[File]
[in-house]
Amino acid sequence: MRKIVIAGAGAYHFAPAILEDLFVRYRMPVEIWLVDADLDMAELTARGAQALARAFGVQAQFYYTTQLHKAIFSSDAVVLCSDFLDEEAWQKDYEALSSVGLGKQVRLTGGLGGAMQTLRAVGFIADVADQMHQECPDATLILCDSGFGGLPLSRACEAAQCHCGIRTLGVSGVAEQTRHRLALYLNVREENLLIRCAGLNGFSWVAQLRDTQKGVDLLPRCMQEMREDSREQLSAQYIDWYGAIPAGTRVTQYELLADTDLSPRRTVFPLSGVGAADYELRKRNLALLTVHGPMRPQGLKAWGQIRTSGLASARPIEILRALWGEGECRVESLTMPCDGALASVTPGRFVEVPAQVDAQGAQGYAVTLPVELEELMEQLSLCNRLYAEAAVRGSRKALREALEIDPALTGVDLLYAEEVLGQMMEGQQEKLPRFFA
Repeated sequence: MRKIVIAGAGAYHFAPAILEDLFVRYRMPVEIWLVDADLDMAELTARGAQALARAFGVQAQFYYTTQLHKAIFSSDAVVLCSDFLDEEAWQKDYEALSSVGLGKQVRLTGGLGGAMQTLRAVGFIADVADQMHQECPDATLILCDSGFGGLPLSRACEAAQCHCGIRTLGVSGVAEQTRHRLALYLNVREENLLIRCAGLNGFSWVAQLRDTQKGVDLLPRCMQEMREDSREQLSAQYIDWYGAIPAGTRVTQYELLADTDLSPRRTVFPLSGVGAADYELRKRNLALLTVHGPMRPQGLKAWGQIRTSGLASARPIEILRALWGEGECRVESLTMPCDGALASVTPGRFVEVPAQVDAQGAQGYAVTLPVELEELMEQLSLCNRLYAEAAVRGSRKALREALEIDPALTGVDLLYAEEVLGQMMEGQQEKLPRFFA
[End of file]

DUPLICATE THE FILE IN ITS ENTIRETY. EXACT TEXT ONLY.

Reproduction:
[in-house]
Amino acid sequence: MRKIVIAGAGAYHFAPAILEDLFVRYRMPVEIWLVDADLDMAELTARGAQALARAFGVQAQFYYTTQLHKAIFSSDAVVLCSDFLDEEAWQKDYEALSSVGLGKQVRLTGGLGGAMQTLRAVGFIADVADQMHQECPDATLILCDSGFGGLPLSRACEAAQCHCGIRTLGVSGVAEQTRHRLALYLNVREENLLIRCAGLNGFSWVAQLRDTQKGVDLLPRCMQEMREDSREQLSAQYIDWYGAIPAGTRVTQYELLADTDLSPRRTVFPLSGVGAADYELRKRNLALLTVHGPMRPQGLKAWGQIRTSGLASARPIEILRALWGEGECRVESLTMPCDGALASVTPGRFVEVPAQVDAQGAQGYAVTLPVELEELMEQLSLCNRLYAEAAVRGSRKALREALEIDPALTGVDLLYAEEVLGQMMEGQQEKLPRFFA
Repeated sequence: MRKIVIAGAGAYHFAPAILEDLFVRYRMPVEIWLVDADLDMAELTARGAQALARAFGVQAQFYYTTQLHKAIFSSDAVVLCSDFLDEEAWQKDYEALSSVGLGKQVRLTGGLGGAMQTLRAVGFIADVADQMHQECPDATLILCDSGFGGLPLSRACEAAQCHCGIRTLGVSGVAEQTRHRLALYLNVREENLLIRCAGLNGFSWVAQLRDTQKGVDLLPRCMQEMREDSREQLSAQYIDWYGAIPAGTRVTQYELLADTDLSPRRTVFPLSGVGAADYELRKRNLALLTVHGPMRPQGLKAWGQIRTSGLASARPIEILRALWGEGECRVESLTMPCDGALASVTPGRFVEVPAQVDAQGAQGYAVTLPVELEELMEQLSLCNRLYAEAAVRGSRKALREALEIDPALTGVDLLYAEEVLGQMMEGQQEKLPRFFA